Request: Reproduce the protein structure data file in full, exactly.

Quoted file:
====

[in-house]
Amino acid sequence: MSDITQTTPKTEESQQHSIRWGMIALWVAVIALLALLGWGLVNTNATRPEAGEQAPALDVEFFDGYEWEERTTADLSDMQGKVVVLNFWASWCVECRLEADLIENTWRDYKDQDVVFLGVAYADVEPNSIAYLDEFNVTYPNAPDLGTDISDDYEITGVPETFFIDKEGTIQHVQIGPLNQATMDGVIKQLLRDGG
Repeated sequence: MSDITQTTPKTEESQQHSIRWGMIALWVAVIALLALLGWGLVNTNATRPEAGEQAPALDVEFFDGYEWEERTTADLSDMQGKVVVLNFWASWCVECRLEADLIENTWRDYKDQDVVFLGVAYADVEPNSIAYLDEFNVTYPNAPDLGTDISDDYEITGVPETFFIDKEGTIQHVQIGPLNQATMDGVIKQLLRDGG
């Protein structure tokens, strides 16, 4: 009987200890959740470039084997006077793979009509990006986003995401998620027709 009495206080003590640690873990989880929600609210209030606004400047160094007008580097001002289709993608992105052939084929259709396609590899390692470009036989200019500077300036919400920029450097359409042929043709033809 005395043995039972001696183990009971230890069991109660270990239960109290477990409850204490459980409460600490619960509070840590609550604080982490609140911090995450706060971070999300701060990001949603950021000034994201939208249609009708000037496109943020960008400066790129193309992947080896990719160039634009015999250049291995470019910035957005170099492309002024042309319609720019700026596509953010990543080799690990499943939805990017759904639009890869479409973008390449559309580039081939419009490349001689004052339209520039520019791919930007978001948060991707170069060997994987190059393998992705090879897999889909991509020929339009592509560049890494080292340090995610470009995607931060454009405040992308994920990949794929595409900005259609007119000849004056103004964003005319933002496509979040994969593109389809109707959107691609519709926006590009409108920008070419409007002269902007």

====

[in-house]
Amino acid sequence: MSDITQTTPKTEESQQHSIRWGMIALWVAVIALLALLGWGLVNTNATRPEAGEQAPALDVEFFDGYEWEERTTADLSDMQGKVVVLNFWASWCVECRLEADLIENTWRDYKDQDVVFLGVAYADVEPNSIAYLDEFNVTYPNAPDLGTDISDDYEITGVPETFFIDKEGTIQHVQIGPLNQATMDGVIKQLLRDGG
Repeated sequence: MSDITQTTPKTEESQQHSIRWGMIALWVAVIALLALLGWGLVNTNATRPEAGEQAPALDVEFFDGYEWEERTTADLSDMQGKVVVLNFWASWCVECRLEADLIENTWRDYKDQDVVFLGVAYADVEPNSIAYLDEFNVTYPNAPDLGTDISDDYEITGVPETFFIDKEGTIQHVQIGPLNQATMDGVIKQLLRDGG
């Protein structure tokens, strides 16, 4: 009987200890959740470039084997006077793979009509990006986003995401998620027709 009495206080003590640690873990989880929600609210209030606004400047160094007008580097001002289709993608992105052939084929259709396609590899390692470009036989200019500077300036919400920029450097359409042929043709033809 005395043995039972001696183990009971230890069991109660270990239960109290477990409850204490459980409460600490619960509070840590609550604080982490609140911090995450706060971070999300701060990001949603950021000034994201939208249609009708000037496109943020960008400066790129193309992947080896990719160039634009015999250049291995470019910035957005170099492309002024042309319609720019700026596509953010990543080799690990499943939805990017759904639009890869479409973008390449559309580039081939419009490349001689004052339209520039520019791919930007978001948060991707170069060997994987190059393998992705090879897999889909991509020929339009592509560049890494080292340090995610470009995607931060454009405040992308994920990949794929595409900005259609007119000849004056103004964003005319933002496509979040994969593109389809109707959107691609519709926006590009409108920008070419409007002269902007």